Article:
Published: Wed, July 11, 2018
Global News | By Stacy Ballard

Trump pardons ranchers in case that inspired 2016 occupation

Trump pardons ranchers in case that inspired 2016 occupation

Rugged individualists to some, risky arsonists to others, a father and son who were convicted of intentionally setting fires on public land in OR were pardoned Tuesday by President Donald Trump.

Dwight Hammond, 76, and Steven, 49, were convicted in 2012 for setting a fire that spread onto public land after years of disputes with the U.S. Bureau of Land Management.

President Trump has granted full pardons to two OR ranchers who were jailed after a controlled burn migrated onto public land.

Their original sentence of three months in prison was turned into five-year terms after an appeal by prosecutors.

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In a statement, White House press secretary Sarah Huckabee Sanders said that evidence against the Hammonds was "conflicting" and noted the trial judge's opposition to imposing the required mandatory minimum sentence.

"The Hammonds are devoted family men, respected contributors to their local community, and have widespread support from their neighbors, local law enforcement, and farmers and ranchers across the West", Sanders wrote.

Brothers Ammon and Ryan Bundy, who led the 2016 armed takeover of the Malheur National Wildlife Refuge, cited the Hammond case as the driving force behind their decision to illegally seize public property wielding rifles and other firearms.

The White House noted that Dwight Hammond, 76, had already served about three years behind bars and that his son Steven, 49, had served almost four years in prison. He also wanted an easier sentence for Dwight and Steven Hammond, who had both previously rejected his assistance. The pair had also coughed up $400,000 to settle a civil suit with the feds. The elder Hammond said he was trying to fend off invasive species.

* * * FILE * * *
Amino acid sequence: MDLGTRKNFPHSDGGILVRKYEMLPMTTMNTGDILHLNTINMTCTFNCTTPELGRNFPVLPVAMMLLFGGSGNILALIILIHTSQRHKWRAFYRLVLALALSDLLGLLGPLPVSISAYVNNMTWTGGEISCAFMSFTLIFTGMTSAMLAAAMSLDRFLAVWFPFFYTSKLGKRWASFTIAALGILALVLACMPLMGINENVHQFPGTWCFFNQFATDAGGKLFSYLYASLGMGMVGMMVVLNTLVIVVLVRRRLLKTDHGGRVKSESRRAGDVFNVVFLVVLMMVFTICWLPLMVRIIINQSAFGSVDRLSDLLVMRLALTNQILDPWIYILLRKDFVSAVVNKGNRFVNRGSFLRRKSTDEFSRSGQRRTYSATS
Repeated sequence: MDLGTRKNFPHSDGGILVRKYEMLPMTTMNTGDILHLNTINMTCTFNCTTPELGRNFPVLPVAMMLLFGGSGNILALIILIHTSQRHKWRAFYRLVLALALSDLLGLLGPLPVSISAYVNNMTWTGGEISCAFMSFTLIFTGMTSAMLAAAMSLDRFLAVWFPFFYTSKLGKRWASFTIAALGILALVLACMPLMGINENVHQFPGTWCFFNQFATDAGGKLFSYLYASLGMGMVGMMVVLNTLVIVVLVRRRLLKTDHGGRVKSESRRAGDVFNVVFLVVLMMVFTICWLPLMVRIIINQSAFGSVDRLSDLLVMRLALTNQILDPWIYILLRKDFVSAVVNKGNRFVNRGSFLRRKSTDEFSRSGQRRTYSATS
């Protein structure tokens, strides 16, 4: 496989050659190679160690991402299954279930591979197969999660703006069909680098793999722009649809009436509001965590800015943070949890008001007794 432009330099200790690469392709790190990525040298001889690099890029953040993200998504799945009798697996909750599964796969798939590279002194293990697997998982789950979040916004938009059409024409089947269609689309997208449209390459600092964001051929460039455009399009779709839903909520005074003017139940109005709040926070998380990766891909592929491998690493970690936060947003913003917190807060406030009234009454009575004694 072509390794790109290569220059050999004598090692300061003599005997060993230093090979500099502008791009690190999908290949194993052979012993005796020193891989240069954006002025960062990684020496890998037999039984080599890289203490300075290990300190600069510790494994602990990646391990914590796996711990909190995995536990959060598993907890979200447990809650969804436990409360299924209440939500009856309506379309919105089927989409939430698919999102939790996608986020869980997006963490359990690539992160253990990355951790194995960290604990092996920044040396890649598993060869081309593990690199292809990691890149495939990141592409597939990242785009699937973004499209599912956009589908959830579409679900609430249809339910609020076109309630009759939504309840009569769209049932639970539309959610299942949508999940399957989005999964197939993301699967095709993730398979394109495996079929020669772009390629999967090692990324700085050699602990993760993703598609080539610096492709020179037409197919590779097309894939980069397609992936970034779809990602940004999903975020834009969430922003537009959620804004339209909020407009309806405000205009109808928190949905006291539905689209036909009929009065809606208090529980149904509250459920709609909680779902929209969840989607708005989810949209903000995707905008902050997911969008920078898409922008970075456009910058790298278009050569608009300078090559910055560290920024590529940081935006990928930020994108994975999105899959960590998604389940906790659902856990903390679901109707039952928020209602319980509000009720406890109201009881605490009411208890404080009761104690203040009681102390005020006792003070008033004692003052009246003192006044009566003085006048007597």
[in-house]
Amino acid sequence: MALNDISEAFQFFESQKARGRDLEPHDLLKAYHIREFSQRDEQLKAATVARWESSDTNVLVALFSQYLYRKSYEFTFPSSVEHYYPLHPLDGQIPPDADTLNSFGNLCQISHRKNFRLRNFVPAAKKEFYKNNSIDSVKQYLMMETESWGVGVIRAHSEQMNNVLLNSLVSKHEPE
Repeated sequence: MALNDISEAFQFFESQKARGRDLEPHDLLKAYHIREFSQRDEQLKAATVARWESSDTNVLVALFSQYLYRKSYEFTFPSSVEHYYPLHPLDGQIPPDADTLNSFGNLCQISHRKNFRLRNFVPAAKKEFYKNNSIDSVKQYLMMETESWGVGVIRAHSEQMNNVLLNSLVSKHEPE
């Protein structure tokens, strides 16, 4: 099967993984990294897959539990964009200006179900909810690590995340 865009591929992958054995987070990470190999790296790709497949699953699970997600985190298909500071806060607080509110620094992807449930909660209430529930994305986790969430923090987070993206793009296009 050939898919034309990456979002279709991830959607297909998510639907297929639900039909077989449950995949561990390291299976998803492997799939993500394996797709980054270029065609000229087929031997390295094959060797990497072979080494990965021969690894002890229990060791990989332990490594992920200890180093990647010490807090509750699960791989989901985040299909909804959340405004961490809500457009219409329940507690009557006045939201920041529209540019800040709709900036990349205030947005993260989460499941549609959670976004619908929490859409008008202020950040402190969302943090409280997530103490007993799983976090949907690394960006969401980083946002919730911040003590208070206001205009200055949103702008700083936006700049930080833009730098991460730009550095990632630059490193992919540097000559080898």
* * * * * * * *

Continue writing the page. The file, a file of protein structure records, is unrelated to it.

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"Pardoning the Hammonds sends a unsafe message to America's park rangers, wildland firefighters, law enforcement officers, and public lands managers".

The Hammonds have been locked up since January 4, 2016, after they were re-sentenced following their 2012 conviction for arson on public lands. The challenge resulted in the 9th Circuit Court of Appeals sentencing them back to prison to complete five-year sentences, until Trump used his pardon power.

The U.S. Attorney's Office in OR said Astarita falsely stated he had not fired his weapon during the attempted arrest of protester LaVoy Finicum, who was shot dead by another officer during the incident, "when he knew he had in fact fired his weapon".

Most of the protesters at the Malheur site were acquitted of charges the government brought against them.

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Prosecutors alleged in the indictment at the time that the Hammond family set fire to the rangeland after complaining the BLM was taking too long to complete required environmental studies before conducting controlled burn operations.

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